Federal Appeals Court Temporarily Blocks Voting-By-Mail Expansion in Texas
This article was first published on The Fulcrum
update: A federal appeals court has temporarily put on hold a lower court’s sweeping ruling that would have allowed all Texas voters to qualify to vote by mail during the coronavirus pandemic.
Siding with Texas Attorney General Ken Paxton, a three-judge panel of the U.S. 5th Circuit Court of Appeals on Wednesday blocked a preliminary injunction issued just a day before by U.S. District Judge Fred Biery.
Everyone in Texas has a constitutional right to vote absentee because of the coronavirus pandemic, a federal judge has ruled.
The decision by Judge Fred Biery is the latest volley in what looks to be a protracted legal battle, in both state and federal courts, over who may avoid the possibility of viral infection at a Texas polling place this year. The fight is especially important because Texas is the second most populous state, a hotbed of hot contests this fall — and also among just a handful of states that have not relaxed stringent eligibility rules for voting by mail.
The ruling was among three fresh developments Tuesday in courthouses across the country, which have become the venue for dozens of fights between voting rights groups and conservative state governments over the rules for remote voting during a public health emergency. These are the details:
The decision by Biery, which begins with the opening words of the Declaration of Independence, provides a preliminary injunction while the pandemic is ongoing — allowing anyone trying to avoid the virus to obtain an absentee ballot for the July primary runoffs and the November election. Texas is one of 16 states with laws on the books requiring a specific excuse for people to absentee ballot, but a dozen of them have implemented workarounds this spring .
In Texas, one of the available excuses is a disability. The judge said that should apply to all registered voters who "lack immunity from Covid-19 and fear infection at polling places," which is similar to the view several state governments have taken.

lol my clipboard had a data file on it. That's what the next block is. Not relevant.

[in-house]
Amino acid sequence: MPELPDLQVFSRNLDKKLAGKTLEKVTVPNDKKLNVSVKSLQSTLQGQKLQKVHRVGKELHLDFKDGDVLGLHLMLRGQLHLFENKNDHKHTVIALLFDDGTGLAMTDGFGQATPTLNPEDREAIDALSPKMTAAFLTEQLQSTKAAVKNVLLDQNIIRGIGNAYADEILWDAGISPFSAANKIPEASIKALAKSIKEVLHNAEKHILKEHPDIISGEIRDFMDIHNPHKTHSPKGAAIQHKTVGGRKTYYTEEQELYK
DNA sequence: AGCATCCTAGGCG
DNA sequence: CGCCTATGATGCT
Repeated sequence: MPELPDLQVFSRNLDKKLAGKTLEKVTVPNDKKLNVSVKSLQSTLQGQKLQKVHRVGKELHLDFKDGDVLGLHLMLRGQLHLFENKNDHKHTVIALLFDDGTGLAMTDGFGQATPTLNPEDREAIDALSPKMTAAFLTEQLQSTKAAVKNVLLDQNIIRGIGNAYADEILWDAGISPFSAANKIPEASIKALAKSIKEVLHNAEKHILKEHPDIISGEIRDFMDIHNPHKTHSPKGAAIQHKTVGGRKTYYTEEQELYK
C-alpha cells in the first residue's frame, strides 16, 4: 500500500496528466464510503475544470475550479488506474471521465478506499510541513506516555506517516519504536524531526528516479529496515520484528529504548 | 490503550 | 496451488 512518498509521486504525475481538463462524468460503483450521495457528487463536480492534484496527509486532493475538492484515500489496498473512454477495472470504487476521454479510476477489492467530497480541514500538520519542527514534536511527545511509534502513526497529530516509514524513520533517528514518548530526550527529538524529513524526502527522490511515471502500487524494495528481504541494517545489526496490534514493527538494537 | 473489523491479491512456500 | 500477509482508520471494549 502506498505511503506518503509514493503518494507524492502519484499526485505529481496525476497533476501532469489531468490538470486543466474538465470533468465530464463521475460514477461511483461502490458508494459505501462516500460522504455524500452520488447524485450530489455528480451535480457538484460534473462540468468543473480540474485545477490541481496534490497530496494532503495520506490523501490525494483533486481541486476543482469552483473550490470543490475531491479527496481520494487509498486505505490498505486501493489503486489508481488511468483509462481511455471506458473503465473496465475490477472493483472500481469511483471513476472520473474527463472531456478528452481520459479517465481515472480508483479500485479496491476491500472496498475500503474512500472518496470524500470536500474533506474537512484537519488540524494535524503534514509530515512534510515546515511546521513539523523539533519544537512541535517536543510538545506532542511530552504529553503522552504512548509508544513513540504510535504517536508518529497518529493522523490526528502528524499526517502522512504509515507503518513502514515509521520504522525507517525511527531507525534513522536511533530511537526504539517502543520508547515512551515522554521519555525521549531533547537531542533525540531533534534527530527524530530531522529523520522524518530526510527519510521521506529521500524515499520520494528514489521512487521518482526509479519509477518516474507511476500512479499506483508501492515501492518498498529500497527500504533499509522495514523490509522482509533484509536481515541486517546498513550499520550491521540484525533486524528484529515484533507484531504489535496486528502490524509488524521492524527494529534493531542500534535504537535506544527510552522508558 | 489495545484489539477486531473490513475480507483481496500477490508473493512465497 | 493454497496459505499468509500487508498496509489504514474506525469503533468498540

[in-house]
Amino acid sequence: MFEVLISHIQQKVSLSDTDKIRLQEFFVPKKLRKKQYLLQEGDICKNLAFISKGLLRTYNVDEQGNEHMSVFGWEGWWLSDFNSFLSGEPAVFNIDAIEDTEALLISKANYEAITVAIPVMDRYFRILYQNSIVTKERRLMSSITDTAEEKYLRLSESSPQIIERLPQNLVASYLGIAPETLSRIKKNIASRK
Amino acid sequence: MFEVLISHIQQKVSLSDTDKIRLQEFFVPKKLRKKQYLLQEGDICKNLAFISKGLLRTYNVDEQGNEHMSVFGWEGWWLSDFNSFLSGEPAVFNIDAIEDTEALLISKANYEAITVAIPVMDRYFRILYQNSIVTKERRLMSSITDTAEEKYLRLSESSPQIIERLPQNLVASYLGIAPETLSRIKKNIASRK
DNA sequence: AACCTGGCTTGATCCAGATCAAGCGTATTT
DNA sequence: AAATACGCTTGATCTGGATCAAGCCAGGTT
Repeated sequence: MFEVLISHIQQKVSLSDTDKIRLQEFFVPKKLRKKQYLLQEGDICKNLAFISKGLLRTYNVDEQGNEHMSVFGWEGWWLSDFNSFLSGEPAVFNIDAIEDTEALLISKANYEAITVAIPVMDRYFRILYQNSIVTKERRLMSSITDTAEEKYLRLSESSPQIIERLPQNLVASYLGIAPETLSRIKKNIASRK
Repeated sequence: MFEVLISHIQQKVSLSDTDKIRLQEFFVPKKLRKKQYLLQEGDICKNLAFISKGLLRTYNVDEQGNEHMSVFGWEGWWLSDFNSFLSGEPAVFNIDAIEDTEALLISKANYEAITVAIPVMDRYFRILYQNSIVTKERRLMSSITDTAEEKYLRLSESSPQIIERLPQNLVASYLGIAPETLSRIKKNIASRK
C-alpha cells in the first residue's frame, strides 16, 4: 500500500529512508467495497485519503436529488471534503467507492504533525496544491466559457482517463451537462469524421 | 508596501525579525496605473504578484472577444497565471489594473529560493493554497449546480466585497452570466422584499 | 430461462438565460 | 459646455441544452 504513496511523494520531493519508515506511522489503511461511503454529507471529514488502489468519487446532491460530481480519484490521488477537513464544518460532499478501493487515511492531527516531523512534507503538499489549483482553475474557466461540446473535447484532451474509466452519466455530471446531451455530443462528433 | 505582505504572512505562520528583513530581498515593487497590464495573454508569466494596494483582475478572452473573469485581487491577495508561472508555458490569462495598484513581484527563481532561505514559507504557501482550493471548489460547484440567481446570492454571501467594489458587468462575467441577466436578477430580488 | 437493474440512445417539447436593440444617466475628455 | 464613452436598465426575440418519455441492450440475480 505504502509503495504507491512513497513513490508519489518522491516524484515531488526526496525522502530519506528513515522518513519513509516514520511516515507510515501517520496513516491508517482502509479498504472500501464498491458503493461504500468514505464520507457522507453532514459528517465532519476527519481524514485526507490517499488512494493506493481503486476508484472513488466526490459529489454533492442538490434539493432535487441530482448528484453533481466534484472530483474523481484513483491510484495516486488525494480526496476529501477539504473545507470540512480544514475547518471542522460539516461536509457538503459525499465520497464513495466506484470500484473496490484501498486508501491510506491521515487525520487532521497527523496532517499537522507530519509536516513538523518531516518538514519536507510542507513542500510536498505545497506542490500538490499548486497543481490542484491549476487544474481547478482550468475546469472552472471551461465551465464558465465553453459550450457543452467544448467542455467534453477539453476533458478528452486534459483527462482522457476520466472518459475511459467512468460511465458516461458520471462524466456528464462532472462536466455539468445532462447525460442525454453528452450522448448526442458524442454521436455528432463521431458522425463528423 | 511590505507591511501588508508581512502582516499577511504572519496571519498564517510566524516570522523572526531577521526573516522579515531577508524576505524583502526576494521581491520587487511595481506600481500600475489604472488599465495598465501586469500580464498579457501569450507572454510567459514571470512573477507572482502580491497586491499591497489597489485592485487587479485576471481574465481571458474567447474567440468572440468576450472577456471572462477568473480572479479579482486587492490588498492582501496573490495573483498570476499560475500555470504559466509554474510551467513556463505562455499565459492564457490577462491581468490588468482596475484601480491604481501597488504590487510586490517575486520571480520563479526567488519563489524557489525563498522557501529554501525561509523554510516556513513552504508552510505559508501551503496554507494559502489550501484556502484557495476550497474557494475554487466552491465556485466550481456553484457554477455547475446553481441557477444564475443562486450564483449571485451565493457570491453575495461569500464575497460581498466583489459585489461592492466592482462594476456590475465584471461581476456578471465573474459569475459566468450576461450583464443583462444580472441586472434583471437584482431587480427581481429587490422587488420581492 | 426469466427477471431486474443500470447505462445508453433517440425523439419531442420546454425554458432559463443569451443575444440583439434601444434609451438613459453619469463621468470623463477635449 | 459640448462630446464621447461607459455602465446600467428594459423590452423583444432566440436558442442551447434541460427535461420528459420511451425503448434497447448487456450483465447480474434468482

A state court judge ruled similarly in a separate lawsuit last month, declaring the pandemic must allow voters to qualify for absentee ballots under the disability excuse. Republican Attorney General Ken Paxton appealed and threatened to prosecute election officials in the state's big cities who were starting to issue mail ballots without the usual excuses. And last week the state Supreme Court agreed to put a hold on expanded absentee voting until it considered the state's appeal
In another sweeping determination, Biery said another permissible excuse - being older than 65 - amounts to unconstitutional age discrimination against younger voters. Lawsuits pressing the same arguments are pending in several states where the elderly may always vote absentee but others may not.
One expert, Rick Hasen, a law professor at the University of California, Irvine, predicted the 5th Circuit Court of Appeals would overturn the ruling because its legal rationale was shaky.
The Southern Poverty Law Center and the Fair Elections Center, suing the state on behalf of the League of Women Voters, asked a federal judge to declare unconstitutional the requirement that people have a specified excuse before using an absentee ballot in either the July presidential primary or local elections in august..
It also argues the requirement that a witness' signature be on an absentee ballot is unconstitutional, as are current rules that don't permit voters to fix any problems with their absentee ballots, such as failing to sign or date them properly.
The suit says the effect of all the rules is to discriminate against old and minority voters. Suits are working their way through the courts challenging similar absentee ballot regulations in several other states.
Another challenge to witness signature requirements on absentee ballots was filed by the League of Women Voters in federal court in St. Paul. The coronavirus pandemic means that people will be unconstitutionally forced to risk their health in order to get someone to come close enough to countersign their envelopes ahead of the statewide primaries Aug. 11, the lawsuit argues.
Michelle Witte, executive director of the league, said the requirement hits seniors and minority voters particularly hard. "The current law requiring an absentee ballot witness unnecessarily exposes them to greater risk of contracting this deadly virus," she said.